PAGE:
Both CSX and NS rail systems maintain transportation centers at Petersburg, amtrak serves the city with daily Northeast Corridor trains to Norfolk and long-distance routes from states to the south. In the early 21st century, Petersburg leaders were highlighting the historical attractions for heritage tourism. Archaeological excavations at Pocahontas Island have found evidence of a prehistoric Native American settlement dated to 6500 BCE and this is in the early third of the Archaic Period. Varying cultures of indigenous peoples lived in the area for thousands of years, when the English arrived in Virginia in 1607, the region was occupied by the Appamatuck, a significant tribe of the Powhatan Confederacy
Second Battle of Petersburg
The Second Battle of Petersburg, known as the Assault on Petersburg, was fought June 15–18,1864, at the beginning of the Richmond–Petersburg Campaign. Union forces under Lt. Gen. Ulysses S. Grant attempted to capture Petersburg, the four days included repeated Union assaults against substantially smaller forces commanded by Gen. P. G. T. Beauregards strong defensive positions and poorly coordinated actions by the Union generals made up for the disparity in the sizes of the armies, by June 18, the arrival of significant reinforcements from Lees army made further assaults impractical. The failure of the Union to defeat the Confederates in these actions resulted in the start of the ten-month Siege of Petersburg, the Confederates, under the overall command of Gen. P. G. T. Beauregard, numbered only 2,500, many of whom were teenage boys and elderly men. Timid leadership on the part of Union Maj. Gen. Quincy A. Gillmore and Brig. Gen. August Kautz led to the failure of the assault, Butlers men returned to their positions in Bermuda Hundred.
After the Battle of Cold Harbor in Lt. Gen. Ulysses S. Grants 1864 Overland Campaign, Grant knew that Lee could not protect Richmond if Petersburg fell and he would be forced to battle Grant in the open. He knew from the unsuccessful first assaults on June 9 how weak the Petersburg defenses actually were, speed was essential to Grants plan, requiring success before Lee realized Grants objective and could reinforce Petersburg. Lee was not in fact fully cognizant of Grants moves until June 18, however, had been loudly warning of the danger to Petersburg since June 9. Inexplicably, Grant selected Butlers Army of the James, which had performed poorly in the Bermuda Hundred Campaign, the II Corps of the Army of the Potomac, commanded by Maj. Gen. Winfield S. Hancock, would follow Smith. Grant wrote in his memoirs, I believed then, and still believe. Even with his concentration, infantrymen were spaced an unacceptable 10 feet apart and his remaining 3,200 men were facing Butlers army at Bermuda Hundred.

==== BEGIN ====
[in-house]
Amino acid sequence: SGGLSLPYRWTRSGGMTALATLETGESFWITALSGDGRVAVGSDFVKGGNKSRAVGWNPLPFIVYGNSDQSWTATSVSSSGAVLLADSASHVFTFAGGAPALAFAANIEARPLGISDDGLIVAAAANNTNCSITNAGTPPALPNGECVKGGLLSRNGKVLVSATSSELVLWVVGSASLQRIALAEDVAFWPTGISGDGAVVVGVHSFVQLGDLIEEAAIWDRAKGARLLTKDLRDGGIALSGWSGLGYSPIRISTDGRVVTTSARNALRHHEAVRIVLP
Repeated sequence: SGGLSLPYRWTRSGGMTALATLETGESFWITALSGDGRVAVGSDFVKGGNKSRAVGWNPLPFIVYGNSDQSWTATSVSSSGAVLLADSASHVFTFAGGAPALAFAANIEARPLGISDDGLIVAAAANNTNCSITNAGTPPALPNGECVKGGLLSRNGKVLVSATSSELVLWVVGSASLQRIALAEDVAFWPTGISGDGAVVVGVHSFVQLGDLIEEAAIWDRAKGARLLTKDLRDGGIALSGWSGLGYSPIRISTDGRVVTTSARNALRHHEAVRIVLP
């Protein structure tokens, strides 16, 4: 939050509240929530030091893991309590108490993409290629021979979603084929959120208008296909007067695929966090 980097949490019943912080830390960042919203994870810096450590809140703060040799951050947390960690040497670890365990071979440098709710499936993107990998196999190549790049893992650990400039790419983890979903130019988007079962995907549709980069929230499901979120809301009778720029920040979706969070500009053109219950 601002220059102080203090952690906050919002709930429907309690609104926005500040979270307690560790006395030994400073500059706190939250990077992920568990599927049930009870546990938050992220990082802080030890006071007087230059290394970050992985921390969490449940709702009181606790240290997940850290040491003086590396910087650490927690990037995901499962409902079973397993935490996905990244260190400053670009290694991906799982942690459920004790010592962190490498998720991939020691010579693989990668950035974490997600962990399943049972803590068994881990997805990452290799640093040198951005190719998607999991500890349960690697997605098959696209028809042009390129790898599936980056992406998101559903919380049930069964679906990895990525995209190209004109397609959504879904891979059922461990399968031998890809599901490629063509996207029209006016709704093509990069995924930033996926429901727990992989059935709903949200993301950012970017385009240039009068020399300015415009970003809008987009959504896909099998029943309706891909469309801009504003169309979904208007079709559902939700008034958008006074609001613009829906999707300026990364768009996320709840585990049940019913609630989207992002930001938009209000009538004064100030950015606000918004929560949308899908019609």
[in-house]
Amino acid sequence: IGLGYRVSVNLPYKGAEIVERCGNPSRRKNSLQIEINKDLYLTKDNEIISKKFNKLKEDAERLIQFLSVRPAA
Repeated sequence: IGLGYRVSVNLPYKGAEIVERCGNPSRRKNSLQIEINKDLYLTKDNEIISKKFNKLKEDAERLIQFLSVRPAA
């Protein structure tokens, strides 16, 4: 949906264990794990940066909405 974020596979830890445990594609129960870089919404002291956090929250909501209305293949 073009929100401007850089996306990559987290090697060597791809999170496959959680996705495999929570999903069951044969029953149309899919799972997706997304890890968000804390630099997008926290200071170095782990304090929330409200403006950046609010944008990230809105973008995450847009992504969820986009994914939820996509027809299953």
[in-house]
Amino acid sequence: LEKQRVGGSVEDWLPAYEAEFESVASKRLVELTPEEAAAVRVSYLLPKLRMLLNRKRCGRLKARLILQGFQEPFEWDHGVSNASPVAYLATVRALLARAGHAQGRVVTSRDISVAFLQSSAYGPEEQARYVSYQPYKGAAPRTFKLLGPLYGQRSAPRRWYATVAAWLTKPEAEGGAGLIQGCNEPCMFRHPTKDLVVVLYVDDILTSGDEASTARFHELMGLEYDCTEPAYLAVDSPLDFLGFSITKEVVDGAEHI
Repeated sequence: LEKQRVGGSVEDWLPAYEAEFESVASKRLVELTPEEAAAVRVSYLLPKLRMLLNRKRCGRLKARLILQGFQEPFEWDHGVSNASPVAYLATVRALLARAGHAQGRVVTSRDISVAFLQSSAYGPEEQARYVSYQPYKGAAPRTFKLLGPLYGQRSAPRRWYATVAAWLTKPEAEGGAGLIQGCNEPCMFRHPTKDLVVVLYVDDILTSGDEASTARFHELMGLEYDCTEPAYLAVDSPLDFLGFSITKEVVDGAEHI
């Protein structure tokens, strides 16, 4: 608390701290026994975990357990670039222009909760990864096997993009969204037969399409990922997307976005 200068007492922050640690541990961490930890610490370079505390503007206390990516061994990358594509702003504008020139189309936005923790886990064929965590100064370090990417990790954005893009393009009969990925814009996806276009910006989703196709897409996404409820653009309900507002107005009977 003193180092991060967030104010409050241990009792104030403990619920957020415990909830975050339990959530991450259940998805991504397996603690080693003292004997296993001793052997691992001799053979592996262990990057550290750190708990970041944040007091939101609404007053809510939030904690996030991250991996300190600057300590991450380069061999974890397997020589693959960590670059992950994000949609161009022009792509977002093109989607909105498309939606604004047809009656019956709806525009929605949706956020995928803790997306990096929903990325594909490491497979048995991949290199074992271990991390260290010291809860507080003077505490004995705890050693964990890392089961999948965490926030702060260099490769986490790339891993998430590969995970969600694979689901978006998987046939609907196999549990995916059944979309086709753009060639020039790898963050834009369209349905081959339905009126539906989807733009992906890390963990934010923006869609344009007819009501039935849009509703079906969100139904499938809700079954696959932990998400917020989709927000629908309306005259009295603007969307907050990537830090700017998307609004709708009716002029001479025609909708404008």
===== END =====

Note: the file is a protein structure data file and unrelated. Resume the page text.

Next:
Baldy Smith and his men crossed the Appomattox shortly after dawn on June 15 and his force consisted of the infantry divisions of Brig. William T. H. Brooks, John H. Martindale, and Edward W. Hinks, the transport vessels delivered these divisions almost at random to landing sites on the opposite shore, confusing Smiths plans and wasting time reorganizing. Kautzs cavalry division was ordered to clear the line of advance for the infantry and Martindale would march down the City Point Railroad, colored Troops would approach on the Jordan Point Road. Delays in the advance continued after the landing, the cavalry encountered an unexpected stronghold at Baylors farm northeast of Petersburg. Hinkss men launched two attacks on the Confederates and captured a cannon, but the advance was delayed until early afternoon. Smith performed a reconnaissance and, despite his sense of nervousness about the strength of the enemy position and he was delayed again when his artillery commander allowed all of the horses to be watered simultaneously, making it impossible to bring up his guns until about 7 p. m